Wednesday, May 31, 2006

Java interfaces convention

IPortletDefinition or PortletDefinition.
Reasons to drop the I's
  • JavaDoc and IDEs like Eclipse differentiate interfaces from classes sufficiently. The Java typing does not also need to be reflected in the type name because our IDEs already give us sufficient visual clues.
  • Follow the Sun conventions with the goal of minimizing the "impedance mismatch" between our code-base and the JDK, i.e., our APIs should look like they could be in the JDK. This strategy is helpful pedagogically.
  • Keeping with the norm of other open source and java projects.
Reasons to keep the I's
  • For the sake of consistency between different versions
  • To make it easier to tell which files represent java interfaces when viewing files in a list outside of JavaDoc or an IDE like Eclipse, or in Eclipse views which do not illustrate the difference with icons.
  • To make it easier to identify java interfaces when looking at java code itself.
  • Having the extra I doesn't present a real burden.


Anonymous said...

Some remarks on this:

Reasons to drop the I's
Item (1) is a strong argument.

Item (2) is a VERY strong argument.

Item (3) is a weak argument, because there definitely is no "norm", and many open source projects (e.g. ECLIPSE) have the "I"s.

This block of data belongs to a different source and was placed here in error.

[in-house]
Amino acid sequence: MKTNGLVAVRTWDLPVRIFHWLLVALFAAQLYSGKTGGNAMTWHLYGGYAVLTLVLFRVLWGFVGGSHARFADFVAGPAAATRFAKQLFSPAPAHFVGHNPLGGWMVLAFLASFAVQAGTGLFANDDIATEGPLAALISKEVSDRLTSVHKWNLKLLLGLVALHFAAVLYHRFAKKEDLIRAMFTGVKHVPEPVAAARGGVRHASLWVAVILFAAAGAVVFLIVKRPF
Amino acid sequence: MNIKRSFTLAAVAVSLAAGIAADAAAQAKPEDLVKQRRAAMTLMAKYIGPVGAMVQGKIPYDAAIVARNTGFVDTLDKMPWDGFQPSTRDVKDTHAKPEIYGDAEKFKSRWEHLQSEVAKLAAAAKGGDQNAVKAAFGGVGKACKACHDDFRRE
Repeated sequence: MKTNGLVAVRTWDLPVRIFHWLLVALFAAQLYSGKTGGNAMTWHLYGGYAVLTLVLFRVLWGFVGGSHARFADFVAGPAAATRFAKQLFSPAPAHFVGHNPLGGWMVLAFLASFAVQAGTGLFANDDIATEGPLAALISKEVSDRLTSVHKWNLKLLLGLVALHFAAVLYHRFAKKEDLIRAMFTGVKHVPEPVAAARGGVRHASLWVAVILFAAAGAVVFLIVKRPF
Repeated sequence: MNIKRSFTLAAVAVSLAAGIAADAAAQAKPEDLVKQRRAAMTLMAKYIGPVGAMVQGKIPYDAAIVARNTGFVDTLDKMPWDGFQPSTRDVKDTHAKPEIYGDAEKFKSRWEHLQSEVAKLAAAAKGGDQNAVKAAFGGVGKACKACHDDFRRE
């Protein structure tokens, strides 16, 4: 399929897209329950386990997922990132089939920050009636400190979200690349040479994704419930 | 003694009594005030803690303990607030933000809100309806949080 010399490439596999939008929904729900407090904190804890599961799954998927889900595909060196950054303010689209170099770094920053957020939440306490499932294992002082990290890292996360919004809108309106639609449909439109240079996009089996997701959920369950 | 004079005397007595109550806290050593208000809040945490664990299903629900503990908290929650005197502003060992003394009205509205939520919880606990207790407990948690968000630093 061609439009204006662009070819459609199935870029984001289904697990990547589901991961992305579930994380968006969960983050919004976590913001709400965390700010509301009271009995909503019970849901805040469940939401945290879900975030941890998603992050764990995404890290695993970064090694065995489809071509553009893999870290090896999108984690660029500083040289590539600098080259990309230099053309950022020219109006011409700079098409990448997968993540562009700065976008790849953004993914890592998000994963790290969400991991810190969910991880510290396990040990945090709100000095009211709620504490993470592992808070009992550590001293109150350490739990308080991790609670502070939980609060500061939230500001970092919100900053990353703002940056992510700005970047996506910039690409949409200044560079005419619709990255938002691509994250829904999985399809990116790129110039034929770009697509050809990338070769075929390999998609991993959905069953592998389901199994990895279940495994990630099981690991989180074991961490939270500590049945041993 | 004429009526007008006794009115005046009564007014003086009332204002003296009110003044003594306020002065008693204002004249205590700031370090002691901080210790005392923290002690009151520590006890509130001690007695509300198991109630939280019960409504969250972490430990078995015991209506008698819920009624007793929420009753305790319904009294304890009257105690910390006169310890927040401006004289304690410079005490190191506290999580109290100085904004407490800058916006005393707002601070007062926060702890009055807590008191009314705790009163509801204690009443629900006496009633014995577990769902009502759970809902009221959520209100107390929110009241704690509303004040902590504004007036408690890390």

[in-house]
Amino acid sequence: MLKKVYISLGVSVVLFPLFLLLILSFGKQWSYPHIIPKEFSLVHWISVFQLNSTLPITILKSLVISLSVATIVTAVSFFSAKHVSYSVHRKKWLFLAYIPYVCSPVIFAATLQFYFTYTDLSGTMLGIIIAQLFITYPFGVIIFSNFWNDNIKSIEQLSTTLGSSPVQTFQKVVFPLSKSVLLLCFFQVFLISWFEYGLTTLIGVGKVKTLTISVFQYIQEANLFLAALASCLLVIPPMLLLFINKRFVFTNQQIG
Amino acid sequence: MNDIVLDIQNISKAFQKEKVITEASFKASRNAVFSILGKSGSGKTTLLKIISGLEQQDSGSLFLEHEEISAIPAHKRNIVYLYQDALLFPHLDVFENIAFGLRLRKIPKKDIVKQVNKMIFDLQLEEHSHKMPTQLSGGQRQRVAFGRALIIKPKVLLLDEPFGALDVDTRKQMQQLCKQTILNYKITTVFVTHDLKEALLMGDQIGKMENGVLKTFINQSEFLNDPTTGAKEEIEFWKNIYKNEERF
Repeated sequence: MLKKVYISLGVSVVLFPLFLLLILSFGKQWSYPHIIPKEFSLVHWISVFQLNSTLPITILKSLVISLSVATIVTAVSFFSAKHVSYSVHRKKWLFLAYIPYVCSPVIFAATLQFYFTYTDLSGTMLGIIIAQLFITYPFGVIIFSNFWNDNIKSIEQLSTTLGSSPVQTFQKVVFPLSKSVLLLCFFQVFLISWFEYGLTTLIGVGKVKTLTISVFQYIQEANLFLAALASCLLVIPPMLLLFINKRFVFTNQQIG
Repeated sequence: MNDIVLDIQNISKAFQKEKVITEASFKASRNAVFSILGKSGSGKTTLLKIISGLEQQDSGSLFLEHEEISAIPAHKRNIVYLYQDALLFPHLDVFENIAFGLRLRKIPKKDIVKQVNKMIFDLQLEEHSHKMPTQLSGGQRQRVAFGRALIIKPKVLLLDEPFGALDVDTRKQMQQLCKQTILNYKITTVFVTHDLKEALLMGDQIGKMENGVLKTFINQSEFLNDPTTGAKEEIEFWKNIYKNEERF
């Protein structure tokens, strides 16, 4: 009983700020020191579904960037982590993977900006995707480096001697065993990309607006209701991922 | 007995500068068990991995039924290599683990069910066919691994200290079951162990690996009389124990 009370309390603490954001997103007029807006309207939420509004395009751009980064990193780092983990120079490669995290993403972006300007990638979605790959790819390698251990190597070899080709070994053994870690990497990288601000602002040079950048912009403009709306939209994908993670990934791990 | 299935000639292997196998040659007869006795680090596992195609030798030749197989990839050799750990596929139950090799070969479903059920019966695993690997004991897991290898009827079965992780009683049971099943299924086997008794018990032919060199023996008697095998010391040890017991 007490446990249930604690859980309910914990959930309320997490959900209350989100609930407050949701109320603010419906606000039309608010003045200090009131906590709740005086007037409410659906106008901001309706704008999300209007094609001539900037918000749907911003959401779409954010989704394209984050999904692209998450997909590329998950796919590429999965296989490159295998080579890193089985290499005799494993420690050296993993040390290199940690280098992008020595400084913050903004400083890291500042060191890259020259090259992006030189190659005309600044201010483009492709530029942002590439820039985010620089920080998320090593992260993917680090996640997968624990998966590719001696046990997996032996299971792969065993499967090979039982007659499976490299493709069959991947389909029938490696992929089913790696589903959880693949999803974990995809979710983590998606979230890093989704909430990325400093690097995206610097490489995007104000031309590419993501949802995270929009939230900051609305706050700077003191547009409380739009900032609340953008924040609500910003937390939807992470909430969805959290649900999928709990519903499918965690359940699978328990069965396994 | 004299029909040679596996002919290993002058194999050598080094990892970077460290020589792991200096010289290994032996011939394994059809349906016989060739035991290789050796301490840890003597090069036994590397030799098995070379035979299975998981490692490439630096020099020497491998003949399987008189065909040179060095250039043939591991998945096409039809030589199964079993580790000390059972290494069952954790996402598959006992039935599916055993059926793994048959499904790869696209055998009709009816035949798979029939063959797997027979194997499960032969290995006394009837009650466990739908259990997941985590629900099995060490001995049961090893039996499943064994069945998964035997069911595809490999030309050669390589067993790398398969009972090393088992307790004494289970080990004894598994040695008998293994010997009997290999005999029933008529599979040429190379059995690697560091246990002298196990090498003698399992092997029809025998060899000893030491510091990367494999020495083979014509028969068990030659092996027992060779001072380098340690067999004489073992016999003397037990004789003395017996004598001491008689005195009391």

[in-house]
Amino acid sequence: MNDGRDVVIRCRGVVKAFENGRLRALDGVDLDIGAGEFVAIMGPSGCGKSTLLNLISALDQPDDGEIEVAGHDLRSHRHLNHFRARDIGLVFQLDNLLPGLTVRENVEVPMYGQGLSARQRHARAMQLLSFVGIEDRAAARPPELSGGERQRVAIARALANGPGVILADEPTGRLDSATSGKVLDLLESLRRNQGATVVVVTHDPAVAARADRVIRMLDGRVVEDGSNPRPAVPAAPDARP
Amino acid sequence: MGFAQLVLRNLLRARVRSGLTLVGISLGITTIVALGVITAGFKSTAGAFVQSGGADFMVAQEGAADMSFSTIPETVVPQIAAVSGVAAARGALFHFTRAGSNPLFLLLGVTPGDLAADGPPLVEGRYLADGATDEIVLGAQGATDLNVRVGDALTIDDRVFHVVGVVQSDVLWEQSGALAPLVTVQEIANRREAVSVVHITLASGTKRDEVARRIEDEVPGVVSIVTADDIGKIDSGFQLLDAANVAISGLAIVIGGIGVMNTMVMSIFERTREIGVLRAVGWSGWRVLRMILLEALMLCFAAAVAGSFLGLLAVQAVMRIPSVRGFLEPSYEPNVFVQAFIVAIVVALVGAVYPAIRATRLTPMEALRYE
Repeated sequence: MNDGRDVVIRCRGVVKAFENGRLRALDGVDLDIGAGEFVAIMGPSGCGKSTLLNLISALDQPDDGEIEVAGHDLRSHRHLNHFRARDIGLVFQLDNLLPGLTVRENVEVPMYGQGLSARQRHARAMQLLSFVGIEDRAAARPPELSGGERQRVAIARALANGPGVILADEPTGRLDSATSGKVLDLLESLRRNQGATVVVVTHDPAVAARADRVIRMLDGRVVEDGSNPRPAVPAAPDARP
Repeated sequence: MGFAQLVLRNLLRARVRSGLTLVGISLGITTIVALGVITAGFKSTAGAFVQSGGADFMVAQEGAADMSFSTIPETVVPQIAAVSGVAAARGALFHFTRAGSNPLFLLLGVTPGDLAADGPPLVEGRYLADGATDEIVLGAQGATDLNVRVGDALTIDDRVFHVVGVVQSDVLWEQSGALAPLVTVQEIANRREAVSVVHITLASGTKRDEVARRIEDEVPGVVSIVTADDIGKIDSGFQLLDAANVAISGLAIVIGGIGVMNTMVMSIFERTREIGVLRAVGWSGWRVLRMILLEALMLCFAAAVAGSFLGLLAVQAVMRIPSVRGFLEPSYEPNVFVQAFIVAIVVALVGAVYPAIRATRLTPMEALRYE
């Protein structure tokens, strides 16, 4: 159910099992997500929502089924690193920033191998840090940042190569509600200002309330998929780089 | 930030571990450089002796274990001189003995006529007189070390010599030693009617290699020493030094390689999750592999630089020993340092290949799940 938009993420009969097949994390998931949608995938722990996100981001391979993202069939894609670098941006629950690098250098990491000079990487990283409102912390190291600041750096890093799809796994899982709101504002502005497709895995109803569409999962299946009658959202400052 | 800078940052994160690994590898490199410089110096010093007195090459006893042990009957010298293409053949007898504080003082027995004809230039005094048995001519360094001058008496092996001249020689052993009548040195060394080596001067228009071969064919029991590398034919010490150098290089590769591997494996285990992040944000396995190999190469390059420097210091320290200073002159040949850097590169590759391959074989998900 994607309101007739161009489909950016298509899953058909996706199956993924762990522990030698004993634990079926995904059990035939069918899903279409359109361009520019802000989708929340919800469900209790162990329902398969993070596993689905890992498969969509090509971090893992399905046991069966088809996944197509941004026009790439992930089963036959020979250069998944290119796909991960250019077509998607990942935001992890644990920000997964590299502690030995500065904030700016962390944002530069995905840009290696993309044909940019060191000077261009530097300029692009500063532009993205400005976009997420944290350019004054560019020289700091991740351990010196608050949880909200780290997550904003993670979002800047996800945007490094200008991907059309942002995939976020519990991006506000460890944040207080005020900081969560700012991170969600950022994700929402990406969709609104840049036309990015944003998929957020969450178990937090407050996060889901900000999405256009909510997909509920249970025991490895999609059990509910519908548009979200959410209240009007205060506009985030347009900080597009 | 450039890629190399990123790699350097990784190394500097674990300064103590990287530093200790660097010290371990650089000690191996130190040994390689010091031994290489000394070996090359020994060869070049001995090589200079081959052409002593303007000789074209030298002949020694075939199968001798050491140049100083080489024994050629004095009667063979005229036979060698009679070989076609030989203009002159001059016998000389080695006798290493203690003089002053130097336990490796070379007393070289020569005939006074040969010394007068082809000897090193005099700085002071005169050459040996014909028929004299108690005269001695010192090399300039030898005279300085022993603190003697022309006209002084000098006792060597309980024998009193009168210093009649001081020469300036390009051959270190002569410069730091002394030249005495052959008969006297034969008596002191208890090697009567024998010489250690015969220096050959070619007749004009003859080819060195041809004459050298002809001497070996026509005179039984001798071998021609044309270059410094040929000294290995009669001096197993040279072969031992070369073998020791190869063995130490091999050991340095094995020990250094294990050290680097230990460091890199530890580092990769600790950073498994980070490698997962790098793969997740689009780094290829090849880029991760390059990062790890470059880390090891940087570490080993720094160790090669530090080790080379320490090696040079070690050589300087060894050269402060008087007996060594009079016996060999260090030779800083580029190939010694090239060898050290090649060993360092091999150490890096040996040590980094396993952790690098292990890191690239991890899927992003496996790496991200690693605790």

More reasons to drop the "I"s:

(4) Hungarian notation of any kind is generally unpopular in the Java world, so it would be illogical to recommend the hungarian "I"s.

Reasons to keep the I's
Item (1): Rubbish

Item (2): Whoever uses such lists. Also I know of no ECLIPSE view that wouldn't indicate the difference clearly.

Item (3): Rubbish. The question of interest is: Do I need to know whether the type refers to a class or an interface?

Item (4): Only relevant if you consider removing the "I"s from an existing project.

More arguments to keep the "I"s:

(5) When I derive from "Map", I need to know whether it is a class or an interface, because I have to write EXTENDS or IMPLEMENTS respectively -- Weak argument, because Ctrl+Space tells me very quickly that "Map" is an interface.

(6) When the interface is named "IPartner", then I can declare an implementing class "Partner" in the same package without a name collision -- strong argument.

(7) When designing a class/interface hierarchy in your head or on paper, it is easier to keep an overview if interfaces are distinguishable by name -- medium argument.

Certain things can only be done with classes (e.g. constructors, non-static fields, nonpublic methods, static methods, nonpublic member types) or interfaces (e.g. "Proxy.newProxyInstance()") -- weak argument, because except for "newProxyInstance()" all these issues relate to the type declaration, not the type reference, and within class and interface declarations it is always very clear whether we're declaring a class or an interface.

(9) {@link Map} in JAVADOC does not give a visible clue whether Map is a class or an interface, so you have to add words like "the interface {@link Map}", if the distinction is relevant -- which is rarely the case.

Arno Unkrig, Versicherungskammer Bayern

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